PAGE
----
Our reaction to the Government's ash dieback plan
Latest update 29.01.2013 10:07
Commenting on the Government’s action plan for tackling ash dieback Dr Simon Pryor, Director of Natural Environment at the Trust, said:
'This disease poses a major threat to special places throughout the country and is potentially more devastating to the landscape than the loss of Elm in the 1970s.
'We welcome the Government’s action plan, particularly in identifying clear objectives that will help reduce the spread of the disease.
'We agree with their immediate commitment to destroy infected young plants and to reduce the rate of spread. But we are surprised that the Government is saying that it will not be possible to eradicate the disease.
'Given our limited understanding of this disease in this country, we believe we should keep an open mind as to whether it may be possible to eradicate it, or at least contain it within the core area in the east.
'Even if we only delay the spread of the disease this will buy us valuable time to establish the next generation of trees and also investigate other means of increasing resistance of mature trees.
'Although the National Trust relies mainly on natural restocking of the 25,000 hectares (61,776 acres) of woodland in our care, we are putting in place a rapid programme of tracing, checking and destroying any infected newly planted stock that may have been brought in.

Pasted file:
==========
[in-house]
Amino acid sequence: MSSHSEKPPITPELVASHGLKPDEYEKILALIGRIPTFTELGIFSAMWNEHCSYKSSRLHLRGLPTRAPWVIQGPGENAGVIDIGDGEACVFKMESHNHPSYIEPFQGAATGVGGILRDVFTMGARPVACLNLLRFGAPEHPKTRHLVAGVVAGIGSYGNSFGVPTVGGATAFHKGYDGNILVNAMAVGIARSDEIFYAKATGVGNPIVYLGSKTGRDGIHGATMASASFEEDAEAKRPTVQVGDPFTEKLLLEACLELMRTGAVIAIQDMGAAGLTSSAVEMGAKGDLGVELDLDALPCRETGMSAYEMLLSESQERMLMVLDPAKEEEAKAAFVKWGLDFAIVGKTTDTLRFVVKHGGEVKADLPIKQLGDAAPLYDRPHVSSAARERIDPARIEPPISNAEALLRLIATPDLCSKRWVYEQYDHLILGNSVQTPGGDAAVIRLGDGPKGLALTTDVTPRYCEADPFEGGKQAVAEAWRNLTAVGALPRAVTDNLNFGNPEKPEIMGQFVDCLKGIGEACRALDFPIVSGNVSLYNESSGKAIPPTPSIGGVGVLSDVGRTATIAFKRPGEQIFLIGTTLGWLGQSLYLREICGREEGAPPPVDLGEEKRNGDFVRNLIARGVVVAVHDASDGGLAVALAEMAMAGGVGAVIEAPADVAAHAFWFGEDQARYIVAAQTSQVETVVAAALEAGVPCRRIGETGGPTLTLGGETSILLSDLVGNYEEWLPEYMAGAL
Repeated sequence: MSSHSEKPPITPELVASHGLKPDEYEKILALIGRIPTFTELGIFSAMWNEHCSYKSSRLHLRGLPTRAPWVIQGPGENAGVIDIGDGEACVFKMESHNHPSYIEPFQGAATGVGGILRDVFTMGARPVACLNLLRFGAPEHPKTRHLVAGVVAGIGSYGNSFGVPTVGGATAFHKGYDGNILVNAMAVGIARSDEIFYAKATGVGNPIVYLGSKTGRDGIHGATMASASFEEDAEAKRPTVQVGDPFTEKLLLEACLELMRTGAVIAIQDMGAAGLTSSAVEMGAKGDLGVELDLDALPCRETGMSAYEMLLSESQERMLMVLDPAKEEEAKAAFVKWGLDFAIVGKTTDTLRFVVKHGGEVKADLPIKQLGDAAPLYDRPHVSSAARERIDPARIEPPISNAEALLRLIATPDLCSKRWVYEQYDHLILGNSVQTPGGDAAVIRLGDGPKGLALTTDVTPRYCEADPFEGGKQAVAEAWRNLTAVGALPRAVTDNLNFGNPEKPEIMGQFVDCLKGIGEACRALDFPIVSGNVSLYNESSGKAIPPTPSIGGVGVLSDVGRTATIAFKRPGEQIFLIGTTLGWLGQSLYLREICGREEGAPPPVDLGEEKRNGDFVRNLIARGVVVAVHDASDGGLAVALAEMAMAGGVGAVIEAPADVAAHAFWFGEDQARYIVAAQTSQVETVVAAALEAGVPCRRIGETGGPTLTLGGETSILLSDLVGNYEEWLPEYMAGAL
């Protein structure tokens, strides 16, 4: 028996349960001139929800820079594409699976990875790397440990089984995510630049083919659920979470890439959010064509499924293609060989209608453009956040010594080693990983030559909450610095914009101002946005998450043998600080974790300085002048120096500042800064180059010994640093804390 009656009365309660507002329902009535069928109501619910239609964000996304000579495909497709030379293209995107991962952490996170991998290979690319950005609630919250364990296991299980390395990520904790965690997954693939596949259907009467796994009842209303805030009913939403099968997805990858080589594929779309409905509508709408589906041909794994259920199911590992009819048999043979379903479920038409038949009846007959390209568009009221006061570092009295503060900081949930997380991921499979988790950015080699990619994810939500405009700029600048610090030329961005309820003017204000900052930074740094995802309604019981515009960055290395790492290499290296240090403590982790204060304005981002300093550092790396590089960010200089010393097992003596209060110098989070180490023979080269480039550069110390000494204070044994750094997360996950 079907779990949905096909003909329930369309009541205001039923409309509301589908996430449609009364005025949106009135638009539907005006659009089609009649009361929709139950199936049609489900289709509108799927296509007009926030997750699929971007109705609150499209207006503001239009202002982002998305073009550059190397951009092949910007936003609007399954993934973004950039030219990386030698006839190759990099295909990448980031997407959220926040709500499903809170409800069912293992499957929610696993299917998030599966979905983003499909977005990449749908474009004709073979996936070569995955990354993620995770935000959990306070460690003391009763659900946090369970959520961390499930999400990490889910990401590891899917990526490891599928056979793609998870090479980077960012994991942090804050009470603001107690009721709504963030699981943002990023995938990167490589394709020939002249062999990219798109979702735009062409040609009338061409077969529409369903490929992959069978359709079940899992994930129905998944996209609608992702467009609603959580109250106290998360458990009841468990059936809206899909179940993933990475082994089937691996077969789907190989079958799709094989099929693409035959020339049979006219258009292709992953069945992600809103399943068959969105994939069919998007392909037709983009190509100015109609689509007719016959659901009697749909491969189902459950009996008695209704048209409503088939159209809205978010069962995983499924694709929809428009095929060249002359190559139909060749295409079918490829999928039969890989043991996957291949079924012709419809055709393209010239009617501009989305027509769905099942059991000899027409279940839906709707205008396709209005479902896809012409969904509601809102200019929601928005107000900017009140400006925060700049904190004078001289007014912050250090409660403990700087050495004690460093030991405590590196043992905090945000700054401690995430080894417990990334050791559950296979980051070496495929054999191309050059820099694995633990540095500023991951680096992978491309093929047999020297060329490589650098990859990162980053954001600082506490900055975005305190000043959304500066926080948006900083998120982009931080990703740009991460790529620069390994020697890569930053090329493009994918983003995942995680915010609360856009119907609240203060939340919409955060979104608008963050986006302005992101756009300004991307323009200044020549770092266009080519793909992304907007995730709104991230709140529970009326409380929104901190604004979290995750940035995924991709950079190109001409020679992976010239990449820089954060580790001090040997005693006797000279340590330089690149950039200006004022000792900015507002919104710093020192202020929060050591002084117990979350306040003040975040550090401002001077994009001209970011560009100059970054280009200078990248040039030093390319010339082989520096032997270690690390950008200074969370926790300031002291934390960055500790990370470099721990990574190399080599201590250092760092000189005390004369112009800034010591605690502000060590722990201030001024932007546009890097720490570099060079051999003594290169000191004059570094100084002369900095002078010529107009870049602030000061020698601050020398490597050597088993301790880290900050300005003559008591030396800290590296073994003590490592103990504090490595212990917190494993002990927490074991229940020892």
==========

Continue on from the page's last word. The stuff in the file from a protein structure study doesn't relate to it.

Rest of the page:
'We welcome the protection for veteran ash trees as they provide immensely important habitats for a huge range of plants and animals and are an important part of the UK landscape. We are pleased to hear the Government stating that it will not require felling of such mature trees at this stage.
'As part of this process we will help identify signs of resistance in ash trees and welcome the opportunity to work with scientists in identifying resistance that may be possible to build up in the UK stock.
'We welcome the Government’s commitment to further research, but it is vital that funding for these new actions is not simply diverted from existing research on plant health.
'This is a major new national disaster for our countryside and it will require new resources to tackle it effectively.'